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A Story for children age 4 to 6.

The enchanted castle.

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"Primroses, the Spring may love them, Summer knows but little of them." --_Wordsworth._ ONE day a little German girl was gathering flowers in the meadows, when she was met by a wonderful maiden. Wondrous fair the maiden was to look upon. Her dress was of pale green velvet, with streaks of bright crimson. In her hand she carried a basket of spring flowers, and on her head she wore a wreath of pale yellow blossoms. Her voice was like the sound of silver bells. "Lisbeth, you are a good child," she said. "You have done your best to help your sick mother, and now tell me, what are you going to do with the flowers you are gathering?" And the little girl replied, "I am gathering them for mother. She loves the spring flowers, but she is too ill to gather them for herself, and she cannot afford to buy them."

"I know that you are telling the truth," said the fairy. "Your mother is sick and poor, and you want to help her. Now look at this, Lisbeth," she continued, giving the child a blossom from her basket like those upon her head, "this is a primrose. Take it, and as you walk along follow the primrose blossoms until you come to the walls of an old castle. "In the wall you will find a great doorway, covered all over with flowers. Touch the lock gently with your 'key-flower'" pointing to the primrose she had given her, "and the door will open so that you may enter the enchanted castle. I will meet you there again." Then the fairy vanished as suddenly as she had appeared, but the astonished Lisbeth did as she had been told, and followed the primroses on the banks until she reached the castle walls. She soon found the door covered with flowers, and moving aside some of the beautiful blossoms, she placed her "key-flower" upon the lock. Slowly the great door opened, but Lisbeth was so surprised at what she saw within that she was afraid to enter, and could only stand and look.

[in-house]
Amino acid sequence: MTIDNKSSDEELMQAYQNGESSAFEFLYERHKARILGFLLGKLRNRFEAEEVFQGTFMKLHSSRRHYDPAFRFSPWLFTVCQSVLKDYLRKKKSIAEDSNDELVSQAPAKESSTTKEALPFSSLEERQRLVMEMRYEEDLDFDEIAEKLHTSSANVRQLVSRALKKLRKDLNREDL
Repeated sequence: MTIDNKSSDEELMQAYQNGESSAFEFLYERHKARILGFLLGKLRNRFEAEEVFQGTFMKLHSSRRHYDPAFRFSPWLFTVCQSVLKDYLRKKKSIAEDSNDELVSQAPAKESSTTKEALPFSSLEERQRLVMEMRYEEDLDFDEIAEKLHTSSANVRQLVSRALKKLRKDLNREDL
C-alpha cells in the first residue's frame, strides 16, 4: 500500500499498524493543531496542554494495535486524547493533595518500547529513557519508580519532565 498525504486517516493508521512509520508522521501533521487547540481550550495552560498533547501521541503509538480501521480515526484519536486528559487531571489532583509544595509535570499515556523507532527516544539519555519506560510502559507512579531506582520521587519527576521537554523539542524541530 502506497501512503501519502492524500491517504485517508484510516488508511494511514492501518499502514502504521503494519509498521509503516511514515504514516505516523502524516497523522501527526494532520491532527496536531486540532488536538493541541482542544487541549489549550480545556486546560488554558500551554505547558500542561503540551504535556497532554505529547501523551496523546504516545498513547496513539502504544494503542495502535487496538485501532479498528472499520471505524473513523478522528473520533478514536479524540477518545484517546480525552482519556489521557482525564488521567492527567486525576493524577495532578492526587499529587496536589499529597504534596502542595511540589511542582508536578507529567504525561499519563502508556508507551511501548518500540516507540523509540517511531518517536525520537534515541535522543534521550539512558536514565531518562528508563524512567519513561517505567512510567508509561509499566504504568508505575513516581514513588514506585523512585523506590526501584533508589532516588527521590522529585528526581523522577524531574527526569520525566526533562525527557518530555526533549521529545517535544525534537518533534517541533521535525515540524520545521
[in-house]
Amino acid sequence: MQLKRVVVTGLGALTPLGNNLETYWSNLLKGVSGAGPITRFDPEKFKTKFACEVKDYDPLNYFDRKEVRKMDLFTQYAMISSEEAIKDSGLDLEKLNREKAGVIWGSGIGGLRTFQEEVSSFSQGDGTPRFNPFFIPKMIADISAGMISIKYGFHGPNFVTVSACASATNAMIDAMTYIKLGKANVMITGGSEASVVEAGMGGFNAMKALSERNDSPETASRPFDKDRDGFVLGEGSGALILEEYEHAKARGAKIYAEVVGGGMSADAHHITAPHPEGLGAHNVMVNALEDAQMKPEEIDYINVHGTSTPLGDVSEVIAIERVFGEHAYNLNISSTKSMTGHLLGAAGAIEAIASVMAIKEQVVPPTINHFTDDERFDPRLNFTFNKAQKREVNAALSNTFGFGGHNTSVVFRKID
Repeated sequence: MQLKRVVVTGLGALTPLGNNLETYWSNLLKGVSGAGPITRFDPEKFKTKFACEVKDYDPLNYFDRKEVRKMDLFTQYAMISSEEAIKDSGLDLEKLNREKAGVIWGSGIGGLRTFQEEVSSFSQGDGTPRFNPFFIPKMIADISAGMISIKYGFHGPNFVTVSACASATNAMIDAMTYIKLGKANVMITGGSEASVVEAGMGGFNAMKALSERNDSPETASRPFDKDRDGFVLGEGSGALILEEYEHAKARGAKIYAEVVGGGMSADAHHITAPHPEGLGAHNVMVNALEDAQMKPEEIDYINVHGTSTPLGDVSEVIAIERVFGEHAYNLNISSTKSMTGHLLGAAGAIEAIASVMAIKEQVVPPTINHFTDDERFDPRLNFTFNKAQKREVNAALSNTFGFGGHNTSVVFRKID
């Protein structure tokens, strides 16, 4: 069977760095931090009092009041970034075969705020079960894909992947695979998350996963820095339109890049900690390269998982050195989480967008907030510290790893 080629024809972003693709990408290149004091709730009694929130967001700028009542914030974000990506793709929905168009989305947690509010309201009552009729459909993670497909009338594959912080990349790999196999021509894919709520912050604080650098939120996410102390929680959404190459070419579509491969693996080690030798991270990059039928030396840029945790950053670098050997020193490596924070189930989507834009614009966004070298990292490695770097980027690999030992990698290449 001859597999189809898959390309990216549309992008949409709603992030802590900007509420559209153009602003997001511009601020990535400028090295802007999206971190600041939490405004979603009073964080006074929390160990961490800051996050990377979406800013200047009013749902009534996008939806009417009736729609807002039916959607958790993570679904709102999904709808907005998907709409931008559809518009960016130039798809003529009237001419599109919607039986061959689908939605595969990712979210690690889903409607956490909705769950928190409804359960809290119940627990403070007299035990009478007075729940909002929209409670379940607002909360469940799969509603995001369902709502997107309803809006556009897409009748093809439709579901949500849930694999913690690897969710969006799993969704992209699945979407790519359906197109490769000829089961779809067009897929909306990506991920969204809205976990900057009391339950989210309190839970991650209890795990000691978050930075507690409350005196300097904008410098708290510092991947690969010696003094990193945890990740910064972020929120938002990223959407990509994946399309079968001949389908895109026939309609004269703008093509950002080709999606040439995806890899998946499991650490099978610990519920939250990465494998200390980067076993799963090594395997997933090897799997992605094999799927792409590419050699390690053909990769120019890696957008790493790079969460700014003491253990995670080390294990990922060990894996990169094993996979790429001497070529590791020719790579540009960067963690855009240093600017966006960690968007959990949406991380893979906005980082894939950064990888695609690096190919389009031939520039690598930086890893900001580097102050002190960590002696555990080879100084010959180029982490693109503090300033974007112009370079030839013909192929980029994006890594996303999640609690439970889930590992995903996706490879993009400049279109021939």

Great baskets hung from the roof of the house full of the pale yellow blossoms; banks of them were heaped around the walls; while upon the floor and tables stood vases of all shapes and sizes containing nothing but primroses. But in a few minutes she heard a sweet voice calling her, and on entering she saw once more her fairy friend. "Lisbeth," the fairy said, "come in and take what you like. Under those sweet blossoms are chests containing gold, silver and jewels. You may remove the flowers and open which you please. Take as much as you can carry, and come again as often as you like. The 'key-flower' will always admit you. "But there is one thing you must remember. You must not take away a single blossom, but every flower must be replaced where you find it. So long as you observe this rule you will always find an entrance into this home of wealth and treasure, but if you disobey punishment will quickly follow."

As she spoke these words the fairy again vanished, and Lisbeth, seeking among the flowers, found the treasure of which she had been told. Filling her apron with gold and silver, she replaced the blossoms she had removed, and hastened home to her mother. And great was the delight of the poor sick woman, for now she and her little daughter need be no longer poor. Many and many a time they visited the enchanted castle; and ever since Lisbeth told the story to her friends, the boys and girls of Germany have called the primrose the "key-flower." They believe that as long as they are good and obedient it will unlock for them the door of the enchanted castle, where treasures of wealth and happiness are to be found.


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